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What's Your EQ?
By Supriya Sequeira

August 8, 2011

For decades a lot of importance has been given to IQ. Parents always wish that their children should have high IQ. There is an opinion that only people with high IQ can succeed in life. Also, there is a philosophy that children with good academic record only reach better heights in career.

But now research has come up with something called as EQ. EQ means Emotional Intelligence. 

Let me elaborate on this so-called new thing.

We have seen people who had fabulous IQ scores and who were academically very bright end up as failures in their lives. One could say that they were wasting their potential by thinking, behaving and communicating in a way that slowed down their chances to succeed. One of the main reasons is they were not able to manage their emotions effectively. No matter how good we are in mastering a subject, we will not be successful unless we have optimum control over our feelings.

Managing emotions means

1. Don't be too emotional and nice always.

2. Don't have 'I don't care' attitude.

3. Ability to support others with our possible limits and at the same time the skill to say NO when we cannot support beyond our limits. That is to be firm, assertive and expressive based on a situation.

This is the essential foundation of EQ: to be successful requires the effective awareness, control and management of one's own emotions, and those of other people. 
 

Characteristics of Emotional Intelligence

Daniel Goleman, an American psychologist, developed a structure of five elements that describe emotional intelligence:

Self-awareness - People with high emotional intelligence are generally very self-aware. They understand their emotions, and because of this, they don't let their emotions rule them. They're confident - because they trust their feeling and don't let their emotions get out of control. They're also willing to take an honest look at themselves. They know their strengths and weaknesses, and they work on these areas so they can perform better.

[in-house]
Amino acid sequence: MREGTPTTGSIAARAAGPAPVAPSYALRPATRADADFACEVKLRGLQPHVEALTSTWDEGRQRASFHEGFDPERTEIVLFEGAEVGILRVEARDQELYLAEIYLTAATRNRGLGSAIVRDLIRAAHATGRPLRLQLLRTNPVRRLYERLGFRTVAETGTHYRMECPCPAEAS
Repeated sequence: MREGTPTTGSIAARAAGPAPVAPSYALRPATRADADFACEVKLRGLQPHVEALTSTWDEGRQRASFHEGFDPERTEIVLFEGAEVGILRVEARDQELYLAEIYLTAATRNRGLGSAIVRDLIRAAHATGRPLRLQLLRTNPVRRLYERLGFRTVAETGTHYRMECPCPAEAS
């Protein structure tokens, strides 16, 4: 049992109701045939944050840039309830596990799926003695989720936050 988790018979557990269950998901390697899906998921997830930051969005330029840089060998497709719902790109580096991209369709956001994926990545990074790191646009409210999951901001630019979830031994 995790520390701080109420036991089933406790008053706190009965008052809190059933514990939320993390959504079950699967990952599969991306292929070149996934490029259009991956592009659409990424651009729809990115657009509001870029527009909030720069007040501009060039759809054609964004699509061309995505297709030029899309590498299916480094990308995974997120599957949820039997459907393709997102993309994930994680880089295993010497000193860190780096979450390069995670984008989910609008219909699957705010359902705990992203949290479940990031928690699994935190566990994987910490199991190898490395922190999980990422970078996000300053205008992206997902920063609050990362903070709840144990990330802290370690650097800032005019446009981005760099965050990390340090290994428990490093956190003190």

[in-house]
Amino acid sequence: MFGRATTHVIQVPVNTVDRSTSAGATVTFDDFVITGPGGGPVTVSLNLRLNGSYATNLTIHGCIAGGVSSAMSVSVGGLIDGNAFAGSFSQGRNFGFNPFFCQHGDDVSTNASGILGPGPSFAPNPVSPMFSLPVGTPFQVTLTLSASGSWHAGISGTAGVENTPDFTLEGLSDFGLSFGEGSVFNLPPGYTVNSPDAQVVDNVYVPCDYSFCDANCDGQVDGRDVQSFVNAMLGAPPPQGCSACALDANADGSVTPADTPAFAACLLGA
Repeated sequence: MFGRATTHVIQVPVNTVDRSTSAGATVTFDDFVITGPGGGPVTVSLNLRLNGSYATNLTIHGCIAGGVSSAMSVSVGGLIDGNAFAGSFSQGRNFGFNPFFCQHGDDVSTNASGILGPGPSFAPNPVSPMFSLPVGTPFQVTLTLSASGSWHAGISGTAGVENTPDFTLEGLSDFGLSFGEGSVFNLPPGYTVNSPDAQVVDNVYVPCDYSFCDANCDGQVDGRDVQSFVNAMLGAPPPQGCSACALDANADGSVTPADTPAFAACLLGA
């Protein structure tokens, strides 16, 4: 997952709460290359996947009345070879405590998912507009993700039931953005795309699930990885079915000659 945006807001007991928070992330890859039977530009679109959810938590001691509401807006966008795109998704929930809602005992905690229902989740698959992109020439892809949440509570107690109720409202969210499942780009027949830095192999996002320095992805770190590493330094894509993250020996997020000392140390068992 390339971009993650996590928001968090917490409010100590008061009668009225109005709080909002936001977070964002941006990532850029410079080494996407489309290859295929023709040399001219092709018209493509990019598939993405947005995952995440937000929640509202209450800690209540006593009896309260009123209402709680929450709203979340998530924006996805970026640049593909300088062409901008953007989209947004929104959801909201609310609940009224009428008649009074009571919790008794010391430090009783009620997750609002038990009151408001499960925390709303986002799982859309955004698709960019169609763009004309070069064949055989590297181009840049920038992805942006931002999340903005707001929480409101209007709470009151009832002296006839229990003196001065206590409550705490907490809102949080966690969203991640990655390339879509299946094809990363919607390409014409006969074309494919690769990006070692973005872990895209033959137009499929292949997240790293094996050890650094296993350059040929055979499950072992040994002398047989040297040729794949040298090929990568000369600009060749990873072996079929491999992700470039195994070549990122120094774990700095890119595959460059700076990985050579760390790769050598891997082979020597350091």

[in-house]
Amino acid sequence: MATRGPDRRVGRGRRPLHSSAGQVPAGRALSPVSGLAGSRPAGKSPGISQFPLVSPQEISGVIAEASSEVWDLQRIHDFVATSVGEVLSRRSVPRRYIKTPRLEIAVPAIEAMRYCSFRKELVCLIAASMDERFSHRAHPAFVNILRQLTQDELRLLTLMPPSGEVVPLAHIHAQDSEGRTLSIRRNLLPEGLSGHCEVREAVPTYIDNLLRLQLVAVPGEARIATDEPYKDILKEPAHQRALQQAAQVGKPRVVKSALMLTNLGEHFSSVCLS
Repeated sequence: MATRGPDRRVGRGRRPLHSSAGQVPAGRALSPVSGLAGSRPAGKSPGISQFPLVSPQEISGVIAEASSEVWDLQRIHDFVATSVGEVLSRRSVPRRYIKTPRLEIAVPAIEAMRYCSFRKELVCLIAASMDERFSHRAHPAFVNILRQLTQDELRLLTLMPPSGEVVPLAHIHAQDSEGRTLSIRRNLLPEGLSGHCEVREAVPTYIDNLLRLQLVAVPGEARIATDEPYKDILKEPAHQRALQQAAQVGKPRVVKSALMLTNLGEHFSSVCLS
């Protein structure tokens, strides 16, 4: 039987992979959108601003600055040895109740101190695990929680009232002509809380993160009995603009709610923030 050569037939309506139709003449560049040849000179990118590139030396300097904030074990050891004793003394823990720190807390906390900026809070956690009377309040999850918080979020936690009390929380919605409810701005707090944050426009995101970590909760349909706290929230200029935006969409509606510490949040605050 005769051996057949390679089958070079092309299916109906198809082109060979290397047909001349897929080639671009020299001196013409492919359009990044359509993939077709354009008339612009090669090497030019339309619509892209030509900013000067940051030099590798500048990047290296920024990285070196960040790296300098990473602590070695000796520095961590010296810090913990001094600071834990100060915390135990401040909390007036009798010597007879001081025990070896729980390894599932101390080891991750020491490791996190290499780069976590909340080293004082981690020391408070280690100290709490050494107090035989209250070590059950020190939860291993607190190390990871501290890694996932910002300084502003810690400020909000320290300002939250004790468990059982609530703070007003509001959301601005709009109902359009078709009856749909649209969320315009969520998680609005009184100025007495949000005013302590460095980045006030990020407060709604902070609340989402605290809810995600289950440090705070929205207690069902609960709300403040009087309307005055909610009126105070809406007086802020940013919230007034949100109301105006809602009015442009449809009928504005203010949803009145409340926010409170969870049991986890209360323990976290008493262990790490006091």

Empathy - Empathy is the ability to identify with and understand the wants, needs, and viewpoints of those around us. As a result, empathetic people are usually excellent at managing relationships, listening, and relating to others.
 
Self-regulation - This is the ability to organize desires. People who self-regulate typically don't allow themselves to become too angry or jealous, and they don't make rash, careless decisions. They think before they act. Characteristics of self-regulation are thoughtfulness, comfort with change, honesty, and the talent to say NO.
 
Motivation - People with a high degree of emotional intelligence are usually motivated. They motivate themselves. 

Social Skills - It's easy to talk to and like people with good social skills. Those with strong social skills are typically team players. Along with their success, they help others develop and shine.
 
 
 
How to develop Emotional Intelligence

This brainpower is not something out of the world. It can be developed from within at no cost.

There is no age bar for attaining this intelligence.


Here are some simple tips to attain this:

Observe how we react to people. Do we rush to judgment before we know all of the facts? Look honestly at how we think and interact with other people.

Look at our work environment. Always aspire for excellence and have a CAN DO attitude and be self-disciplined.

Do a self-evaluation. Are we willing to accept that we're not perfect and that we could work on some areas to make ourselves a better person? We need to motivate ourselves for improvement rather than wanting others to motivate us.

Examine how we react to stressful situations. Do we become upset/angry every time there's a delay or something doesn't happen the way we want? The ability to stay calm and in control in difficult situations is highly valued - in the business world and outside it. Keep our emotions under control when things go wrong.